A five-year-old can grasp the concept of germs and that they need to take medication daily — what the guidelines call “partial disclosure”. But a 12-year-old can understand not only that they have HIV, but also how it’s spread and the implications of infecting someone else.
Covering up a child’s HIV status, say the guidelines, does more harm than good.
There is no comparable framework for HIV-positive parents who want to disclose their own status to their children but Marnie Vujovic, a clinical psychologist believes many of the same rules apply.
“As they mature, children are able to take in more and more information and absorb it in a meaningful way,” she says. “Parents can get a pretty good sense of where a child is just in a conversation — and often they’ll give you natural opportunities to tell them more just by asking questions. That’s a perfect time to say, ‘Okay this child needs more information. He or she has seen something and is concerned about it and I need to answer it honestly and openly as I can rather than side-stepping the issue.’”
The Amagugu intervention sought to teach the participating mothers an age-appropriate way of telling their HIV-negative kids about their status, with toys and games specifically targeted at six- to 10-year-olds.
A sticker activity can be used to explain how HIV attacks a body: the virus becomes angry red dots, the CD4 cells — bodies that typically help the immune system’s response — are depicted as spears trying to fight it off, and antiretrovirals (ARVs) emerge as green shields.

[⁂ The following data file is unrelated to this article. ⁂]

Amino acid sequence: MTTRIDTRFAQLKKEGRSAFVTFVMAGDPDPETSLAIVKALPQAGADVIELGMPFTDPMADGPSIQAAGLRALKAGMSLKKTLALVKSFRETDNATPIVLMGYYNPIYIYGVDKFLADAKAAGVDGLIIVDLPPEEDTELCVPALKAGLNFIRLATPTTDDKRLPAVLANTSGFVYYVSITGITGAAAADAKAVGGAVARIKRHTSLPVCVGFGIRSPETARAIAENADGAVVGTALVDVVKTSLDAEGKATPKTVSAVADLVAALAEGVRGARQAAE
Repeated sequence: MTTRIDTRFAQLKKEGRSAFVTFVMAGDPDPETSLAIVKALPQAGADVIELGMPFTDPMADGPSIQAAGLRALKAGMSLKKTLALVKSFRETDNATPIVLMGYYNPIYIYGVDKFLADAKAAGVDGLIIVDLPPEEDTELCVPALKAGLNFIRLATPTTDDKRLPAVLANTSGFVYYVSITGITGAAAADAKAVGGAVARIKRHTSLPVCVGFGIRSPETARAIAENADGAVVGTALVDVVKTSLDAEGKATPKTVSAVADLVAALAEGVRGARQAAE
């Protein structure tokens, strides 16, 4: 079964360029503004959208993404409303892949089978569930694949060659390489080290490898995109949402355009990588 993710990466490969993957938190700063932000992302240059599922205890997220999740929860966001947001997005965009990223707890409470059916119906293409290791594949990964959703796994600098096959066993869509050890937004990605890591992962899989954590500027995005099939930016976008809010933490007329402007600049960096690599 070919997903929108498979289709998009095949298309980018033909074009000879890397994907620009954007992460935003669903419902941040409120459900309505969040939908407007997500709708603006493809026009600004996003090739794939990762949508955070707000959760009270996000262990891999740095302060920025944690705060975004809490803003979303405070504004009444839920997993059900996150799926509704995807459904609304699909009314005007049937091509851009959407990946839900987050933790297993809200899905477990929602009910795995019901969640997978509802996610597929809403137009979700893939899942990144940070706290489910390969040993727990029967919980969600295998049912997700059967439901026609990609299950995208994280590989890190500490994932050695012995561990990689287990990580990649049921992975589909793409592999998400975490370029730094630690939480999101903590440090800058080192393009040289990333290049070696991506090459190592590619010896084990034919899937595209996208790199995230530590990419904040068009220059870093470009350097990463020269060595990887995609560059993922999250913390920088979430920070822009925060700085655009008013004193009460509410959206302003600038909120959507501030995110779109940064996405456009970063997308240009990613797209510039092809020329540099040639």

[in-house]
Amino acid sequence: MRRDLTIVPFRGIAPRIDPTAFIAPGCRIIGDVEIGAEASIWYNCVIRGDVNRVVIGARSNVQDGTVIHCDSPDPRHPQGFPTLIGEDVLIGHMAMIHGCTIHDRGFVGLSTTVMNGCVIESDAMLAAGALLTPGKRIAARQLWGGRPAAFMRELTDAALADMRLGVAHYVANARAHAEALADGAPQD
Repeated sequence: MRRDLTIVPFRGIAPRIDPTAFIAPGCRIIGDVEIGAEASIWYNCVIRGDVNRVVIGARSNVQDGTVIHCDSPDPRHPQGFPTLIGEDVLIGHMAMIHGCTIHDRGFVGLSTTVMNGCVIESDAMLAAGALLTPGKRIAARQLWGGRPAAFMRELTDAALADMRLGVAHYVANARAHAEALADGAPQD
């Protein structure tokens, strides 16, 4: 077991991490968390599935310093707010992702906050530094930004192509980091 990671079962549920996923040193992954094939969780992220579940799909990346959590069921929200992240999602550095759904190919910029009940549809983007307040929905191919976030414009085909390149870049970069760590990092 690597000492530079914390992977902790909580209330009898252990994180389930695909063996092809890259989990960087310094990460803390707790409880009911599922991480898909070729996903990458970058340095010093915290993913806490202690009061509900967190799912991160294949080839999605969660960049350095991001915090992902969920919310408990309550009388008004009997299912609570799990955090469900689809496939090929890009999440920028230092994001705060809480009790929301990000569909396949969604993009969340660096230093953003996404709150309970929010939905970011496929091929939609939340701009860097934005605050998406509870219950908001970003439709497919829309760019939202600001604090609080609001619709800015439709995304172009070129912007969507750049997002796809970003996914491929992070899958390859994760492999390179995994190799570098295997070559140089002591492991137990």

A memory card game helped mothers to explain their monthly clinic visits and everything the children could expect to see there: doctors, nurses, ambulances, needles.
Mothers need to keep the emphasis on their love for the child — to keep their arms wrapped around their shoulders, to speak calmly and reassuringly.
“For this age group of children, the disclosure goes better with more preparation and if mom is more emotionally contained,” says Rochat. For the mothers, it meant counselling sessions before their disclosure to help them to come to terms with their own narrative about how they had contracted HIV.
“You don’t have to tell your kids the whole truth,” says Rochat. “They don’t have to know if you were raped or that your partner cheated on you.”